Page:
Global demand for web content has created endless opportunities for freelance writers. Every enterprise needs a website, and every business needs visibility in search engines, so there is a huge demand for effective web copywriting.
If you have a background in creative writing, journalism, or advertising, it’s not difficult to learn how to write for the web, and even if you don’t it’s still simple enough to master. Here’s what you need to know.
- Why Writing Conventions Matter for Effective Web Content
- Web Content Style Guide
- Effective Web Writing Conventions
- Writing Conventions for the Web – Summary
Why Writing Conventions Matter for Effective Web Content
There are a number of ways that writing conventions for the web are different from other forms of writing conventions for copywriters. Whether you are writing a blog post or a web page, here are the factors to keep in mind:
- Search Engine Optimization. Many businesses rely on visibility in search engines to drive traffic to their sites. For good placement in search engines, your copy needs to be rich in the desired keywords, high in relevance, and well-structured.
Keep in mind that search algorithms change frequently, so specific strategies like keyword density may not always be effective. Instead, create relevant, high-quality content that remains valuable even as the algorithms change.
- Searcher Intent. If your SEO copywriting is effective, many readers will land on your page as a result of a search. For the reader, create clear and direct answers to their questions, anticipating what they need from their query and making it quickly and easily available on your page.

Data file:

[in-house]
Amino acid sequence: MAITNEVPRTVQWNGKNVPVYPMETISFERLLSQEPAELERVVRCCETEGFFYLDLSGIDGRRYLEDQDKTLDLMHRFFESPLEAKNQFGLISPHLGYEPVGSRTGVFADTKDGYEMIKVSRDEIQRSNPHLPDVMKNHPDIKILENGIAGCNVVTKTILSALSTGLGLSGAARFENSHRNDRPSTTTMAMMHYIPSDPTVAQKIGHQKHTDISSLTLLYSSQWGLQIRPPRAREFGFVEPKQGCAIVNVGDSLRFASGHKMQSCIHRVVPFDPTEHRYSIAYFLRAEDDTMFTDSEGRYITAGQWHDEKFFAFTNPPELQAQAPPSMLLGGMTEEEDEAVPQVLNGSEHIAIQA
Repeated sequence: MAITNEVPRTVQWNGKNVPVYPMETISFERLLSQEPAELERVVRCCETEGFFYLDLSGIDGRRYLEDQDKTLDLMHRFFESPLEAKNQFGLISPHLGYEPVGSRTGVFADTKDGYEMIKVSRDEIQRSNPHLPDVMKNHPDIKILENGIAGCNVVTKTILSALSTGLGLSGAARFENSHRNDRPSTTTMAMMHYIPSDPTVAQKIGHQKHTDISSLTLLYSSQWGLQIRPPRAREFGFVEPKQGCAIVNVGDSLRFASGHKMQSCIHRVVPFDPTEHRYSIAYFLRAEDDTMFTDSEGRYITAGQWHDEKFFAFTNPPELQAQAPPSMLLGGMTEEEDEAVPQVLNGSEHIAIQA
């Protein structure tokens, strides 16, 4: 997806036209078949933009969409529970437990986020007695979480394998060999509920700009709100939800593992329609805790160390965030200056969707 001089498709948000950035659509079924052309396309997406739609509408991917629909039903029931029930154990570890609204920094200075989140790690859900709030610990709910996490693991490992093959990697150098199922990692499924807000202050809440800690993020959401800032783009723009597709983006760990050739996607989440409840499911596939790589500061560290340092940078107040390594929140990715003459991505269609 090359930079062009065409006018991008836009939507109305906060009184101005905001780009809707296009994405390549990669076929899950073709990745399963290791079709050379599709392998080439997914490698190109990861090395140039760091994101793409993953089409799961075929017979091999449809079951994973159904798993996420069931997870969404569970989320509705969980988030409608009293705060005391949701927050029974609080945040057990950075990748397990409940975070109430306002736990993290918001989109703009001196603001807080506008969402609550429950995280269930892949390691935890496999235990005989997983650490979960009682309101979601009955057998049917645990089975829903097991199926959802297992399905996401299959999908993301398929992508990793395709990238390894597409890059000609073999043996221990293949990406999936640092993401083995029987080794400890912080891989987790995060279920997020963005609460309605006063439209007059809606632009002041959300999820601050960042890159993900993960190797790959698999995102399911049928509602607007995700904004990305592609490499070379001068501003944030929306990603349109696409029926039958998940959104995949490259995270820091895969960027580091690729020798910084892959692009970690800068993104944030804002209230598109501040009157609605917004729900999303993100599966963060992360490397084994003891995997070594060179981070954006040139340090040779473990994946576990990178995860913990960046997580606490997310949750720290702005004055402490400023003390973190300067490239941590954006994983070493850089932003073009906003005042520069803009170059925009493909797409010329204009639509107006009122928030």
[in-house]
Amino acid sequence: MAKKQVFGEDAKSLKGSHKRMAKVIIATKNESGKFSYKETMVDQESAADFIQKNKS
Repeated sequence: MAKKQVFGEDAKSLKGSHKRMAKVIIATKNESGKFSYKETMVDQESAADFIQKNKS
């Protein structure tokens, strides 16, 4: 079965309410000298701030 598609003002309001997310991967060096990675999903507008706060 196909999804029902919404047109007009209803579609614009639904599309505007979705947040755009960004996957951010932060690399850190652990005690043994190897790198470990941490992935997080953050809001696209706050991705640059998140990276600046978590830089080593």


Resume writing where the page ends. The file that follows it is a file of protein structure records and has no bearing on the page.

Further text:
If your content is long, add navigation tools at the top so they can skip to the relevant part. A Table of Contents with clickable links to jump to headings works well.
In other words, writing for the web is striking a balance between what you (or your client or employer) want to say, and what the reader wants to know. It’s not a soapbox: it’s a dialogue.
Web Content Style Guide
Web writing has just a few style conventions that writers need to know. Here are the six most important guidelines:
Capitalization for the Web
Capitalization is one of the trickiest web writing conventions, because everyone does it differently. As a rule, when writing headers and subheads:
- Capitalize the first word of all headers and subheaders, regardless of what kind of word it is
- Capitalize all nouns, verbs, pronouns, adjectives and adverbs, and subordinating conjunctions (you, it, because, although)
- Lowercase all articles, prepositions, and conjunctions (a, the, with, from, and, etc) unless they are the first word in a header or subhead. Lowercase “to” when it’s part of an infinitive verb.
Because there is so much variation in web capitalization, consistency is more important than following these rules. If the client has a style guide or follows a specific style manual, follow those guidelines. If they don’t, follow the rules above for all your web copy.
Punctuation for Web Copy